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So...the End...a bit anticlimactic, isnt it ?

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Liked the ending, got me to think. Are gods fake just because they were created? We are talking about a pantheon of gods, not the monotheistic god of thora, bible and koran. They don't have a claim to have created existence, be all-seeing and omnipotent - so that's not a necessary part of the definition of their godhood. On the other hand, they take an active role in the affairs of mortals, reply to prayers, grant their priests special powers etc. So i'd say they are real and also deceptive and fallible, but it's not necessarily "good" to follow them.

Thaos makes the same argument. The gods are man-made, but they are also real. The entire argument behind having these gods is to put the argument to rest - they are real and can interfere. They are not like the fictional gods which spread chaos on the world before them. With one pantheon of real, powerful gods you can bring order to the chaos left by the void of false gods. However the thing is that for a god to be real to people it also needs to have a mysterious or unknown origin. Thus you keep everything secret - whatever the cost - and that is where the Leaden Key comes in. And quite likely the savages protecting the ruins as well.

 

So, I wouldn't say the gods aren't real, rather they are artificial.

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"prove a negative (a logical impossibility)" Can you prove that?
Joking aside, proving a negative is quite possible. Not sure why people say you can't prove a negative. You can prove there isn't any milk in my glass, you can prove there is no largest prime number.

Though I did find it odd how easily the companions were convinced of what she had to say. It explained a lot though, but I saw no reason to believe her until.. Well moments later after the talk and fight with Thaos.

 

 

"You cannot prove a negative" is an unfortunate piece of pseudologic that refers to the appeal to ignorance, but condenses the fallacy too much (so much its not true anymore).

 

It would be better to condense it like this: "Sth. is true because there is no proof that sth. is false." -> fallacy. This would make it short without distortion of the meaning (i think) 

 

Edit:

Here is a link for a more in-depth description http://rationalwiki.org/wiki/Negative_proof

Edited by pstone
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After beating Thaos and dealing with the souls, i was expecting Woedica to be pissed and come after me for revenge, but the game just ended. Luckily i got a proper fight once i went back and did the remaining floors of Endless Paths. That one was quite brutal and took some thinking and mico managing on hard.

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"prove a negative (a logical impossibility)" Can you prove that?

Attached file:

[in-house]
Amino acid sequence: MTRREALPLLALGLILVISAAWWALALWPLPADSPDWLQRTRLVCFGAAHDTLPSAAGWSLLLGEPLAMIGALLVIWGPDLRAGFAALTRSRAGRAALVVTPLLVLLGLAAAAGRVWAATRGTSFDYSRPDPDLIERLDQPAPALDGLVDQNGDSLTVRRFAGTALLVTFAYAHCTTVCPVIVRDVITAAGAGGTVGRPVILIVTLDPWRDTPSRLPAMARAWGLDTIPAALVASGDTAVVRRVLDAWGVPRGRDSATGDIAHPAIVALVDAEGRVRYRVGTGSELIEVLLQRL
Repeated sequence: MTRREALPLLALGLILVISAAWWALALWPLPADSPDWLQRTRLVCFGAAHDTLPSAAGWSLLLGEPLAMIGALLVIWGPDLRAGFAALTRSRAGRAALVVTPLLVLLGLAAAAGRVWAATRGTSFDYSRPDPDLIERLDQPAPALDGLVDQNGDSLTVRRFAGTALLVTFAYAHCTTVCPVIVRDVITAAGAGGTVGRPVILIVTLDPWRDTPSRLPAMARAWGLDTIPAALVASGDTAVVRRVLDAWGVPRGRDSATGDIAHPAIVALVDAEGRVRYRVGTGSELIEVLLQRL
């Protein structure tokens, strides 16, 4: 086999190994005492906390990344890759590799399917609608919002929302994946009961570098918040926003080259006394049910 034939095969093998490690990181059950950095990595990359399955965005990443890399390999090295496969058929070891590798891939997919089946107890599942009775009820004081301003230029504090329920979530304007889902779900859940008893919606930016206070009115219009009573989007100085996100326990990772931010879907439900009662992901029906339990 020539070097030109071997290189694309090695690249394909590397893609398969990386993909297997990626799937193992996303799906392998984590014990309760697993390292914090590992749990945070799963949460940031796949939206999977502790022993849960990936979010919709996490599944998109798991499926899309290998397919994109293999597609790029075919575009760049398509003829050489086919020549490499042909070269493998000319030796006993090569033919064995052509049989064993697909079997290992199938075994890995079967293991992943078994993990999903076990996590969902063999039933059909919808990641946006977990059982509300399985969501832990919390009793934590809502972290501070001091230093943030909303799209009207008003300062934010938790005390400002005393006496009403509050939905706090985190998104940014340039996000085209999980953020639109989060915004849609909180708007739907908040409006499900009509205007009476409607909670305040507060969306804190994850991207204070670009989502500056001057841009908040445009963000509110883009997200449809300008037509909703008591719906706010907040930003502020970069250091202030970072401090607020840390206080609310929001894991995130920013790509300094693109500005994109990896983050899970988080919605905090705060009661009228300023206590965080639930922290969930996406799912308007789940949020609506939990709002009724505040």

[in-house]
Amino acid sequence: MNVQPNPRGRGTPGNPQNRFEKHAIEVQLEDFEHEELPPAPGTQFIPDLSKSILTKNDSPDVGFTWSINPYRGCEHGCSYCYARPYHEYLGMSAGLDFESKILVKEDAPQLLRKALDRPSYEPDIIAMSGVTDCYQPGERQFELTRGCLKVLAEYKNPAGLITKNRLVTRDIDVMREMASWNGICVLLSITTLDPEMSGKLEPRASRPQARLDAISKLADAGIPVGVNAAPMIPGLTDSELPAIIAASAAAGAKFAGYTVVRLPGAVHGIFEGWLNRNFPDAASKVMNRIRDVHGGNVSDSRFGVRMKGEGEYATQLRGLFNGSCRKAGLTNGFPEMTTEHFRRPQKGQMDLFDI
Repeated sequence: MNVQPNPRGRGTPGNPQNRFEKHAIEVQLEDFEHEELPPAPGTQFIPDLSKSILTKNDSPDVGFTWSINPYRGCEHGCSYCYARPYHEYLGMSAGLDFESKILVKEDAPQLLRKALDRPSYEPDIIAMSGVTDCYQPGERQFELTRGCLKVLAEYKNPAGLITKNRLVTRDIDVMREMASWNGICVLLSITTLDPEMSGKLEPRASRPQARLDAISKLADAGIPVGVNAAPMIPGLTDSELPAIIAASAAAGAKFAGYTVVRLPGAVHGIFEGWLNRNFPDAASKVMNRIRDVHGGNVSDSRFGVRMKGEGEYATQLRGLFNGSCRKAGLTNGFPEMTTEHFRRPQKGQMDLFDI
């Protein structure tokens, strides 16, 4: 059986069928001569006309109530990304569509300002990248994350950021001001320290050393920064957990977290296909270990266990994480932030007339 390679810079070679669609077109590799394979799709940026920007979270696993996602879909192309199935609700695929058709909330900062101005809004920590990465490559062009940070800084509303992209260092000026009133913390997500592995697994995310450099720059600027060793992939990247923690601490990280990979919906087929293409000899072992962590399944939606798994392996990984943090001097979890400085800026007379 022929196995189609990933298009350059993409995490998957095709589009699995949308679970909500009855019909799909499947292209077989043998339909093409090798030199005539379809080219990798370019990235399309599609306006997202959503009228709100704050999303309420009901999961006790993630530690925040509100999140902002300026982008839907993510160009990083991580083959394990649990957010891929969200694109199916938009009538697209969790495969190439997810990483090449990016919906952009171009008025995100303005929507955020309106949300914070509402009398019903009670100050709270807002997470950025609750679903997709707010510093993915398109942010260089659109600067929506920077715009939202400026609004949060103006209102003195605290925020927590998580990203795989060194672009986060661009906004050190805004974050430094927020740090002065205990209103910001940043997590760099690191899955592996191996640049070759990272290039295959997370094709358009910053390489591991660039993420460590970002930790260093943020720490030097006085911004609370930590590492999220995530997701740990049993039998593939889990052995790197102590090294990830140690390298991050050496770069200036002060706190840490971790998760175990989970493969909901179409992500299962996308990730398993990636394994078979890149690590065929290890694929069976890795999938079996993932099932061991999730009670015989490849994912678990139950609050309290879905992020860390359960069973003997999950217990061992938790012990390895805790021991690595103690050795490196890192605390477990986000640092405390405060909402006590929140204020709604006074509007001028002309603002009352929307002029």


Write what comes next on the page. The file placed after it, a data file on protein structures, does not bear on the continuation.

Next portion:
Joking aside, proving a negative is quite possible. Not sure why people say you can't prove a negative. You can prove there isn't any milk in my glass, you can prove there is no largest prime number.

Though I did find it odd how easily the companions were convinced of what she had to say. It explained a lot though, but I saw no reason to believe her until.. Well moments later after the talk and fight with Thaos.

 

 

"You cannot prove a negative" is an unfortunate piece of pseudologic that refers to the appeal to ignorance, but condenses the fallacy too much (so much its not true anymore).

 

It would be better to condense it like this: "Sth. is true because there is no proof that sth. is false." -> fallacy. This would make it short without distortion of the meaning (i think) 

 

Edit:

Here is a link for a more in-depth description http://rationalwiki.org/wiki/Negative_proof

 

I usually see it used in regards to god/s so maybe that is why it's used here? Because in the game we don't really know the definition or rules laid out for the old gods to say they couldn't have been disproved with animancy.

It seems with advancement of science in our world, god has been placed outside of our universe to try to make it work. Which makes proving it's existence, or lack thereof rather tricky... 

But we don't know much about the old gods in PoE, so in whatever way "You cannot prove a negative" is interpreted it's possible they could have been proven false. 

At least, that's how it seems to me.

 

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"prove a negative (a logical impossibility)" Can you prove that?
Joking aside, proving a negative is quite possible. Not sure why people say you can't prove a negative. You can prove there isn't any milk in my glass, you can prove there is no largest prime number.

Though I did find it odd how easily the companions were convinced of what she had to say. It explained a lot though, but I saw no reason to believe her until.. Well moments later after the talk and fight with Thaos.

 

 

"You cannot prove a negative" is an unfortunate piece of pseudologic that refers to the appeal to ignorance, but condenses the fallacy too much (so much its not true anymore).

 

It would be better to condense it like this: "Sth. is true because there is no proof that sth. is false." -> fallacy. This would make it short without distortion of the meaning (i think) 

 

Edit:

Here is a link for a more in-depth description http://rationalwiki.org/wiki/Negative_proof

 

I usually see it used in regards to god/s so maybe that is why it's used here? Because in the game we don't really know the definition or rules laid out for the old gods to say they couldn't have been disproved with animancy.

It seems with advancement of science in our world, god has been placed outside of our universe to try to make it work. Which makes proving it's existence, or lack thereof rather tricky... 

But we don't know much about the old gods in PoE, so in whatever way "You cannot prove a negative" is interpreted it's possible they could have been proven false.